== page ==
He unveiled his theme during the opening plenary session of the 2013 International Assembly in San Diego, California, USA, the annual training event for incoming district governors.
“If we really want to take Rotary service forward, then we must make sure that every single Rotarian has the same feeling about Rotary that each one of us here has today,” Burton said. “We need to make sure that every Rotarian has a meaningful role to play, that they’re all making a contribution, and that their contribution is valued.”
Burton said the July launch of The Rotary Foundation’s new grant model, Future Vision, makes it an exciting time to be a Rotarian. He said the new grant model, which has been used by about 100 pilot districts since 2010, represents a new era for the Foundation, and will help Rotarians get excited about Rotary’s ability to change lives.
“It takes everything that is wonderful about Rotary and raises it to a new level — by encouraging bigger, more sustainable projects while providing increased flexibility for local projects, both of which address the needs of the community being served,” he said.
Burton asked the incoming district governors to take the lead in helping their clubs through the transition, with the assistance of their district Rotary Foundation chairs, who also attended the assembly this year. The training sessions are focusing heavily on equipping these leaders to go back to their districts as experts on the new grant model.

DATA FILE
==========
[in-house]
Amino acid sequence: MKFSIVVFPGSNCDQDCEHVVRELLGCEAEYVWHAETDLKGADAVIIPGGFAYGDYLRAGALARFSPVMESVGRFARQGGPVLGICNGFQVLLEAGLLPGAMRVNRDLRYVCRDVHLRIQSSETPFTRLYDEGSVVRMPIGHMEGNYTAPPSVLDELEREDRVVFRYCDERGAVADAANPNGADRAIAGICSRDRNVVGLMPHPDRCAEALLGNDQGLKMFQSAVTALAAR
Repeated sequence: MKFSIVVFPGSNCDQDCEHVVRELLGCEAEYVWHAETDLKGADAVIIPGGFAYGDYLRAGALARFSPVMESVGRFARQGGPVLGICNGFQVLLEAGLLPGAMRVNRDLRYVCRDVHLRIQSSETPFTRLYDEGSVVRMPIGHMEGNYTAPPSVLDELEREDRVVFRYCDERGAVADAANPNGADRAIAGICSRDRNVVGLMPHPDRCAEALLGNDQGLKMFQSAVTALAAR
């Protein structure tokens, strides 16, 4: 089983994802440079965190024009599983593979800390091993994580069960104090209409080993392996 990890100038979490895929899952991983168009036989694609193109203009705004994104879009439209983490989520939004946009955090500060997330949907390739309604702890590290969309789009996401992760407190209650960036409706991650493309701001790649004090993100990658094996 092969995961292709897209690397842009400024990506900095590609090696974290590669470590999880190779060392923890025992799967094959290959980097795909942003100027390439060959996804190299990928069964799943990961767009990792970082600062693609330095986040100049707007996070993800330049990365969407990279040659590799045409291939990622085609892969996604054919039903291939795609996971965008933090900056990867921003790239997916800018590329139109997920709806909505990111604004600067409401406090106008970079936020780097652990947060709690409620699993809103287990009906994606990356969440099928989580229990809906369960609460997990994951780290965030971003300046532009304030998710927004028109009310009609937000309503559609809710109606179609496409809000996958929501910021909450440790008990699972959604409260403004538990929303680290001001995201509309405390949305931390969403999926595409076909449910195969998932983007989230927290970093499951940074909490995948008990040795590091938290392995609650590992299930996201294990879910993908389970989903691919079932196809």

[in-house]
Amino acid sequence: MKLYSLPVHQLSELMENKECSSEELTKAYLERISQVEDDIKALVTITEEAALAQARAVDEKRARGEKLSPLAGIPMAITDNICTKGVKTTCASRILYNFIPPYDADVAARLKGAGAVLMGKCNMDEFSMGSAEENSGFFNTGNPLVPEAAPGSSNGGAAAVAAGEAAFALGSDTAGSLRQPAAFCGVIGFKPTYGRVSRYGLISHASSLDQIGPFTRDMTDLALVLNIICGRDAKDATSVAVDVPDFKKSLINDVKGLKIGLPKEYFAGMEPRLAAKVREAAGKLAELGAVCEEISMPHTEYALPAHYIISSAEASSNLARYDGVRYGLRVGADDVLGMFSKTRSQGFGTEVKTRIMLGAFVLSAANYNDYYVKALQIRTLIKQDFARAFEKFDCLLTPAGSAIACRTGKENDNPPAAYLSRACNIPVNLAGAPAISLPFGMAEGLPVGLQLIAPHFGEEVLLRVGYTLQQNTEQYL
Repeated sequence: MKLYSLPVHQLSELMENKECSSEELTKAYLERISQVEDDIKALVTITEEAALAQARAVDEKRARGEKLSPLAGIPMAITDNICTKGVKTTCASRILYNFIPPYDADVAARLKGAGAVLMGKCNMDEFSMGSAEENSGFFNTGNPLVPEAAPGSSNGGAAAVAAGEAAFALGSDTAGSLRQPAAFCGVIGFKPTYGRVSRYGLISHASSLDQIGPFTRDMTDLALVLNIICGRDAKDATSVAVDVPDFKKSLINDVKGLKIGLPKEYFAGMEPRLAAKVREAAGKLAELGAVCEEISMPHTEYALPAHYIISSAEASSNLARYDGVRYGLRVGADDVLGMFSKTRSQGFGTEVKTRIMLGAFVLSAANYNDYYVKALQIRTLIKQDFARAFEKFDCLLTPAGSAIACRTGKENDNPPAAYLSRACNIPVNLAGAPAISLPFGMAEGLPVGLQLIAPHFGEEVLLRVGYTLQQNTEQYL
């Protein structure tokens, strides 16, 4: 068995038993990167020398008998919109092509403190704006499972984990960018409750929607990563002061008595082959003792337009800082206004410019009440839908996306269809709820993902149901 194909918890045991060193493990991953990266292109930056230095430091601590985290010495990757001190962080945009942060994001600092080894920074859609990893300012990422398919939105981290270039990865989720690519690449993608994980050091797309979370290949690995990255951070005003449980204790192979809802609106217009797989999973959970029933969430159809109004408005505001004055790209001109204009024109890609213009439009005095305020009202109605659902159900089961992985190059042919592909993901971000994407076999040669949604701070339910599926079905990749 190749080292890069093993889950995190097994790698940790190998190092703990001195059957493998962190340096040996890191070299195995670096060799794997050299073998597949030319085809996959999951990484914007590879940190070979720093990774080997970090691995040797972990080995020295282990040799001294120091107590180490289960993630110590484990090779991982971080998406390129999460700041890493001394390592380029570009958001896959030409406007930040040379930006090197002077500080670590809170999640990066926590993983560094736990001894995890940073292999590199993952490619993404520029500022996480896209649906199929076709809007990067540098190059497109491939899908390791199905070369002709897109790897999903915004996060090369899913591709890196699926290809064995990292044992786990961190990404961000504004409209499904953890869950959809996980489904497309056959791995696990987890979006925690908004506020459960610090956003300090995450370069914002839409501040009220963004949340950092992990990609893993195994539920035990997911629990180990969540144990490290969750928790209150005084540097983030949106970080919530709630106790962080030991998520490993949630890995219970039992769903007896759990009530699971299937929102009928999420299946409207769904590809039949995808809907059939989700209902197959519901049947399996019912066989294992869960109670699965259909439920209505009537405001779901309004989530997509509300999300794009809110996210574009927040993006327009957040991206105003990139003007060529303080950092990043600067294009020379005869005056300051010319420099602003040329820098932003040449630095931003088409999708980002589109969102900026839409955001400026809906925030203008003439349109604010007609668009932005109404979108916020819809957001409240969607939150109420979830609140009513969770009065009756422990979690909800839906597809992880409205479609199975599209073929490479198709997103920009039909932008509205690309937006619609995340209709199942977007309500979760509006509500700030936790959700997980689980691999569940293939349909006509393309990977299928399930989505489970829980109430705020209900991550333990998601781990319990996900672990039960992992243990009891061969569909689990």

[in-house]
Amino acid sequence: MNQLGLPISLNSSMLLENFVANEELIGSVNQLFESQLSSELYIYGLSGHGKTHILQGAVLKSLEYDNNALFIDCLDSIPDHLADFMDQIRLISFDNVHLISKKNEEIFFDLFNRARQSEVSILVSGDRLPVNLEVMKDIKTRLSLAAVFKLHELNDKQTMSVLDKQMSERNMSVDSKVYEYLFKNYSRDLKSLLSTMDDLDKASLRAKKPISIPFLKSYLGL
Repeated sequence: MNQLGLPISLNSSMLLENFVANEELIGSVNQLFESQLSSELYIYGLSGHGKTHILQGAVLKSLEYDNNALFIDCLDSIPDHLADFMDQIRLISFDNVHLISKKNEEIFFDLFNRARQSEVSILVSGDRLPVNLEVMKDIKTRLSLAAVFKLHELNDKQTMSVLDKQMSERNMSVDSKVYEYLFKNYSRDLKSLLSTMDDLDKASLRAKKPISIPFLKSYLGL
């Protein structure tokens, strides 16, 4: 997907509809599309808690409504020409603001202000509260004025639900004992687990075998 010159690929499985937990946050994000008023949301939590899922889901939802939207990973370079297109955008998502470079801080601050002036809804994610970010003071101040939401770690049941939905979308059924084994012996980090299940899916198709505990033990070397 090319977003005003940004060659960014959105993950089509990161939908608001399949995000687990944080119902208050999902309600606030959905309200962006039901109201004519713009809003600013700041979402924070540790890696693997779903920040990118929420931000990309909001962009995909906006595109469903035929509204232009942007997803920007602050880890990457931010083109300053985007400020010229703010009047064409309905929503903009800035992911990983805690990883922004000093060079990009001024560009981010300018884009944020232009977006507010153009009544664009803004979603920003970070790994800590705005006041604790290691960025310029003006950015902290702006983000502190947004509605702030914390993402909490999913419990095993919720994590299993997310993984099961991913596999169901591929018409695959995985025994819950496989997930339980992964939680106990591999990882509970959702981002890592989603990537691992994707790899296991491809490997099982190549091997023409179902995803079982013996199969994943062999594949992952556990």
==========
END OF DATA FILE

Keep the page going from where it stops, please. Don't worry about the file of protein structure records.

Before the assembly, Burton asked each of the incoming governors to make a donation in their name to The Rotary Foundation in order to demonstrate leadership by example. At the assembly, he announced that all 537 governors-elect had complied; along with donations from all RI Board members and Foundation Trustees, the contributions totaled US$675,412.
“Now, I have to believe that some of this is money that The Rotary Foundation probably would not have received had I not asked. And I think that this is an important lesson” he said. “If you want somebody else to do something, you can just sit around and wait for them to get the idea, or you can ask.”
Burton applied that lesson also to membership development, which he insisted is the responsibility of every Rotarian. He told the audience that although he had been an active member of the Key Club, a youth program of Kiwanis International, he went on to join Rotary simply because the Rotary Club of Norman, Oklahoma, invited him to.
“You have to ask,” he said.
But Burton emphasized that the job doesn’t end when a new member joins: “It’s not done until that new member is engaged in Rotary, inspired by Rotary, and uses the power of Rotary service to change lives.”